Researchers also plan to coat the nanoparticles with different dyes so that the nanoparticles can be tailored to different ospin proteins.
“Whatever the sensitivity to light, we can develop a nanoparticle that can couple into them,” Foulger said.
The research addresses two major national initiatives. The White House’s BRAIN Initiative is focused on revolutionizing understanding of the human brain. The National Academy of Engineering has identified reverse-engineering the brain as one of its 14 grand challenges in the 21st century.
The grant is part of the EPSCoR Research Infrastructure Improvement Track-2 investment strategy. It seeks to build national research strength by initiating collaborations across multiple institutions. This year’s round of awards support 27 institutions in 18 eligible jurisdictions.
“These awards represent a tremendous value for the scientific community, as they foster research into some of the most pressing issues facing U.S. society while simultaneously supporting collaborative research programs and workforce development,” said Denise Barnes, head of NSF EPSCoR. “Whether by expanding our knowledge of the brain, or by improving how our water, food and energy systems work efficiently together, these projects hold the promise of transforming our daily lives.”
Foulger is the primary investigator on the project involving Clemson. He is the Gregg-Graniteville Endowed Chair and Professor and the director of Clemson’s Center for Optical Materials Science and Engineering Technologies, or COMSET. He is a faculty member in the departments of materials science and engineering and bioengineering.
The co-primary investigators are Lori McMahon, the associate director of the McKnight Brain Institute at the University of Alabama at Birmingham and Jason Weick, an assistant professor in the department of neurosciences at the University of New Mexico.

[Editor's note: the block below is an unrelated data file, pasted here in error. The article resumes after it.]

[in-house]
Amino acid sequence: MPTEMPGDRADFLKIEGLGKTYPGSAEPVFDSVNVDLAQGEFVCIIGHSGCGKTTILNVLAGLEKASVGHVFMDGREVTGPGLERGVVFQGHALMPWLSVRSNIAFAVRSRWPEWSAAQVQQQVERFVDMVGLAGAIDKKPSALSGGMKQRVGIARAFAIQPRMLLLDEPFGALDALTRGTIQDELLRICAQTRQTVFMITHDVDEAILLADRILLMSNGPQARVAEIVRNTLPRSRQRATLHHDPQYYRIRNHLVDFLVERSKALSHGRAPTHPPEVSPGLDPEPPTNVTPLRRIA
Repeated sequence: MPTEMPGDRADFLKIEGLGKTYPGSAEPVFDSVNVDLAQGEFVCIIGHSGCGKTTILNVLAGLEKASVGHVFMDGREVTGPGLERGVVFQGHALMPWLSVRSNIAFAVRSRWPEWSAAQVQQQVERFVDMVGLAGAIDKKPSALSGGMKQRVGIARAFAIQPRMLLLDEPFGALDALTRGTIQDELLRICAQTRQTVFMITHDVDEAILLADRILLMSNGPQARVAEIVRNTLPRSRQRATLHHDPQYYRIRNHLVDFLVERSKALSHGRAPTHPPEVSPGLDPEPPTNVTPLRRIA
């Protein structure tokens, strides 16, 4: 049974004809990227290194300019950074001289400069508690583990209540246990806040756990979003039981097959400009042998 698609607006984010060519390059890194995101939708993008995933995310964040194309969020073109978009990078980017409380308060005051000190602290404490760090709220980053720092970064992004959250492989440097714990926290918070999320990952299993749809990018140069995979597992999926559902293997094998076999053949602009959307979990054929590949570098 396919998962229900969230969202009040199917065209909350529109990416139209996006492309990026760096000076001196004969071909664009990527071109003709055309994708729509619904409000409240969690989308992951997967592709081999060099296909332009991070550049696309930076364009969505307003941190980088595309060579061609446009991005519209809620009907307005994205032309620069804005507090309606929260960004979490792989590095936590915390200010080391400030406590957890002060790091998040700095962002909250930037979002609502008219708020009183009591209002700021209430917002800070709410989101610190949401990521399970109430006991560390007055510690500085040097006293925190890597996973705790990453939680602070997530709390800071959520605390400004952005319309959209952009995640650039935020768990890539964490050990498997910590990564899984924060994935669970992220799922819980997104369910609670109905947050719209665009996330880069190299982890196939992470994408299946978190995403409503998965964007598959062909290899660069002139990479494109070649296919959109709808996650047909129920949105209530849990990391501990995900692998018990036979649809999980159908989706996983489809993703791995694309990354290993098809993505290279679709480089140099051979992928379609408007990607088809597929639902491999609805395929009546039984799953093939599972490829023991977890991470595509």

Two Clemson faculty members are expected to play key roles in the research. Jeffrey Anker, an associate professor of analytical chemistry at Clemson, is lending his X-ray expertise to the project. Joe Kolis, a professor of inorganic chemistry, will make some of the nanoparticles.
Tanju Karanfil, Clemson’s vice president for research, said EPSCoR grants have the power to be transformational.
“The team that Dr. Foulger has assembled is designed to build a national research infrastructure,” Karanfil said. “Their efforts to better understand the brain are of the utmost importance to the nation and every human being on the planet. I’d like to thank the National Science Foundation for its support.”
Anand Gramopadhye, dean of the College of Engineering, Computing and Applied Sciences, said the award is richly deserved.
“Dr. Foulger has assembled an interdisciplinary team that embodies the comprehensive, integrated vision that drives discovery and builds capacity in science, technology, engineering and math,” Gramopadhye said. “The team’s research could shed new light on how the brain works, one of the nation’s top priorities. I’d like to congratulate Dr. Foulger and his team on a job well done.”
This material is based upon work supported by the National Science Foundation under award number 1632881. Any opinions, findings and conclusions or recommendations expressed in this material are those of the authors and do not necessarily reflect the views of the National Science Foundation.